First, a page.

Birth tip

If you sit a lot at work, take regular breaks to stand up and move around. If necessary, sit on a couple of cushions to keep your hips raised up above your knees.

Helping your baby into the best position for birth

This article offers tips on how to get your baby into the best birth position. Which positions help and which should be avoided when trying to turn your baby in the womb?

Some people believe there are things you can do to get your baby to turn over in the womb to ensure that they are in the best position for birth. The evidence on whether this works is mainly anecdotal, but here are some suggestions if you want to give it a try.

Positions you can try:

  • Sit the wrong way round on an upright chair and lean over the back.
  • Sit on an upright chair, with your feet flat on the floor, and lean forward so that your belly hangs between your knees.
  • Sit on a birthing ball.
  • If you sit a lot at work, take regular breaks to stand up and move around. If necessary, sit on a couple of cushions to keep your hips raised up above your knees.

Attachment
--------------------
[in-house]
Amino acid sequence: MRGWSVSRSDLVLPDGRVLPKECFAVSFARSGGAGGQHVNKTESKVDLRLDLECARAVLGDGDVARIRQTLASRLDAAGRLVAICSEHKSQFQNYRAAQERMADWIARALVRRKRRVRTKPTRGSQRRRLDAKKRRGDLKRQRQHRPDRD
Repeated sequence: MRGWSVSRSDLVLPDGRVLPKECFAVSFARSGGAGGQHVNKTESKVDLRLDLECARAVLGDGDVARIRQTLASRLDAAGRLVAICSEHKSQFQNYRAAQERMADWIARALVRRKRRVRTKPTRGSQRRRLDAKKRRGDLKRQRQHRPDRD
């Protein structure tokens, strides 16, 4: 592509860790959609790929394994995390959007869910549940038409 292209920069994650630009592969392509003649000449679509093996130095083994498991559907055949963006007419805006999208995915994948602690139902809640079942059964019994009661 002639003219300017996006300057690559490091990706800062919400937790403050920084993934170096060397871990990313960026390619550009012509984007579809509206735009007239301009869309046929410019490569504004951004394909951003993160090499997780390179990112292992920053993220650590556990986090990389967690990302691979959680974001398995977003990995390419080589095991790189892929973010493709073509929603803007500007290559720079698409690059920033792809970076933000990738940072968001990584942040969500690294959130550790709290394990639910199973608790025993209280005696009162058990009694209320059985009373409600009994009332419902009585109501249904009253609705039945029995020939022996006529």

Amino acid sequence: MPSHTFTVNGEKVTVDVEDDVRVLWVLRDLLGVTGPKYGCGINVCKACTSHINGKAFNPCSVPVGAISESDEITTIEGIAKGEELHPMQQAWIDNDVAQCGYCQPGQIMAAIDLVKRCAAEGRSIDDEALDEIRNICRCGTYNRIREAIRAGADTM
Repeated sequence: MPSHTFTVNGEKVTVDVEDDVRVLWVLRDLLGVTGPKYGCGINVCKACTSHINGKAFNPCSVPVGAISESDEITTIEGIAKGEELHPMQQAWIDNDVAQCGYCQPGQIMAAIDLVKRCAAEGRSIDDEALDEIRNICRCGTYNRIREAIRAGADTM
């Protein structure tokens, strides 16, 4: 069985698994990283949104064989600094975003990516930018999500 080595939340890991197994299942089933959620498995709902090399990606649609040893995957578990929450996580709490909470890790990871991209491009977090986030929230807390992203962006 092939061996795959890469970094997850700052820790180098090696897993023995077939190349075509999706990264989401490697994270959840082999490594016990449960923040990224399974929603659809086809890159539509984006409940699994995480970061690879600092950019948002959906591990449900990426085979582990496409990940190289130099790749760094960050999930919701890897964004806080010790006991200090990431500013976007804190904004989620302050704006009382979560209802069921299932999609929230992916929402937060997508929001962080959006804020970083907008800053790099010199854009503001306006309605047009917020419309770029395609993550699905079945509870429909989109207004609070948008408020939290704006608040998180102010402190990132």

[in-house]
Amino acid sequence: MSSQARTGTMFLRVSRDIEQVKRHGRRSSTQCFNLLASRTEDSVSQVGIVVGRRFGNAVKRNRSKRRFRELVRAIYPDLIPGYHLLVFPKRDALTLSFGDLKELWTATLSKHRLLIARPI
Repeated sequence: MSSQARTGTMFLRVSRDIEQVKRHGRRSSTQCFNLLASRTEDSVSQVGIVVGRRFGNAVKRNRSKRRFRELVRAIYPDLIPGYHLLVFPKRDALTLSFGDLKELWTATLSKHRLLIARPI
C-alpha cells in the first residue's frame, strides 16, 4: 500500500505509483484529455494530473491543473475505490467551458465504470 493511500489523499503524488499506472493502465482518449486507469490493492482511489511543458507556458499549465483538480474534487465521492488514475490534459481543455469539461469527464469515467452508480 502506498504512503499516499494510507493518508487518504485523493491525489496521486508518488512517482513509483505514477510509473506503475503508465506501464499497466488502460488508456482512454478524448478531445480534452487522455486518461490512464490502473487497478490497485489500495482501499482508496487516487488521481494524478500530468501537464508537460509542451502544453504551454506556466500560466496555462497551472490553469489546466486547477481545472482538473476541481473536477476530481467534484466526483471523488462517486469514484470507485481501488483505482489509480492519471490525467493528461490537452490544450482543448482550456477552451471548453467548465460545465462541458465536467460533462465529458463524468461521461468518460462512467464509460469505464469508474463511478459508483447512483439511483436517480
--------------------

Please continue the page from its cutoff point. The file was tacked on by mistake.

• Kneel forward over a pile of pillows, a beanbag, or a birthing ball, with your knees apart and your bottom down. You can read or watch TV in this position.
  • Get onto all-fours and move around.
  • Put a cushion under your bottom if you’re travelling by car.
  • Lie on your left side, with your right leg over and in front of your left leg (with a cushion or pillow between your knees).
  • Swim or float on your front (avoid breast-stroke leg actions if you have any pelvic pain).

Positions to avoid:

  • Sitting leaning back on a squashy sofa or chair.
  • Sitting with your legs crossed.
  • Squatting deeply.

Spend as much time as you can in positions in which you can lean forward and where your knees are below your hips, particularly from 34 weeks onward if it’s your first baby, or 37 weeks if it isn’t.

Further information

NCT's helpline offers practical and emotional support in all areas of pregnancy and early parenthood: 0300 330 0700. We also offer antenatal courses which are a great way to find out more about pregnancy, labour and life with a new baby.